If by "unaccredited" you mean "without AACSB/EQUIS/AMBA accreditation", I personally would prefer any UK university -of course a recognized, legit one- regardless of this. UK national accreditation i.e. HEFCE recognition and/or QAA quality stamp are fairly satisfactory signs of quality, in my opinion. Having AACSB/EQUIS/AMBA accreditation is of course a plus, however I would still prefer a recognized UK university without these over any non-US&UK alternative, including those with AACSB and the likes. This is again, my personal view.

Regards,
quote
Razors Edg...

("Recognition" here has a similar meaning to "accreditation" for the US universities).

I'd argue that for business schools, this is simply not true. International business accreditation - from AACSB/AMBA/EQUIS - makes an MBA program inherently more valuable, especially for international students. That's regardless of whether the school is in the UK, India, or the US.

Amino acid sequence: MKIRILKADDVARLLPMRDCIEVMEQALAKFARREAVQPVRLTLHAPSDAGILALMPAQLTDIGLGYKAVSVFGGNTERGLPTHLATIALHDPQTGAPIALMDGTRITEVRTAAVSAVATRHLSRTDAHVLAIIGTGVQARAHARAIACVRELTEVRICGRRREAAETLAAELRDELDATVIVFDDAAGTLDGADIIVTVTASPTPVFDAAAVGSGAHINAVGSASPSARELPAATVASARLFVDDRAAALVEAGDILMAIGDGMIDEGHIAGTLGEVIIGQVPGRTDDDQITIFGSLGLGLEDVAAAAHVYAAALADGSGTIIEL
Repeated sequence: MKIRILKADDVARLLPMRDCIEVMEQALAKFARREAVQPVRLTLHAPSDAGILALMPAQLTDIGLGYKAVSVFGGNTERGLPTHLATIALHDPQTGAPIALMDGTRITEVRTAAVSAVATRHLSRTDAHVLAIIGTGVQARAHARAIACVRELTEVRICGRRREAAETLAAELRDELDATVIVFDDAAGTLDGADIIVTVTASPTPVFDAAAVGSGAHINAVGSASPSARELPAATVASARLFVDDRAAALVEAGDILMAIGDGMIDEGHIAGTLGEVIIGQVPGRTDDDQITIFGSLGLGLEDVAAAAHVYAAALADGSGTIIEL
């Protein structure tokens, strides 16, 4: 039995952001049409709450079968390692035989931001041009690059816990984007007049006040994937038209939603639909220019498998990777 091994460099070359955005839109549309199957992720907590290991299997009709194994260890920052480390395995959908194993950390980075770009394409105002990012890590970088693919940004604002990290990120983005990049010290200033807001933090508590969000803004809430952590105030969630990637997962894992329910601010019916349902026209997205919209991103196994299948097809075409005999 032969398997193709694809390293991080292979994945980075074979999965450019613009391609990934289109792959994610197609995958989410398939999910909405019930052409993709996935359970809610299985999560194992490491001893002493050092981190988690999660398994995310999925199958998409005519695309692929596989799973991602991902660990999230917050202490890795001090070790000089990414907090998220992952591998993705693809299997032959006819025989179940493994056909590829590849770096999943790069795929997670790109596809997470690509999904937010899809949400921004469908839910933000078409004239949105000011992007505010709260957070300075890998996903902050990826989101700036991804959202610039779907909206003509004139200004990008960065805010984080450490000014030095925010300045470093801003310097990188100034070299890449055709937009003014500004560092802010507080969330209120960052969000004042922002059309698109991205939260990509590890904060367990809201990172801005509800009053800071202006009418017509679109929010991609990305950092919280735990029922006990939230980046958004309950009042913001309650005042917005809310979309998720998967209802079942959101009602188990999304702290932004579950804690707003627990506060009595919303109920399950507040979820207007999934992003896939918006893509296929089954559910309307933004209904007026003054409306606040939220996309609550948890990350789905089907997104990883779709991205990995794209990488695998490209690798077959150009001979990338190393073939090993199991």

<blockquote>("Recognition" here has a similar meaning to "accreditation" for the US universities). </blockquote>
I'd argue that for business schools, this is simply not true. International business accreditation - from AACSB/AMBA/EQUIS - makes an MBA program inherently more valuable, especially for international students. That's regardless of whether the school is in the UK, India, or the US.
quote
sts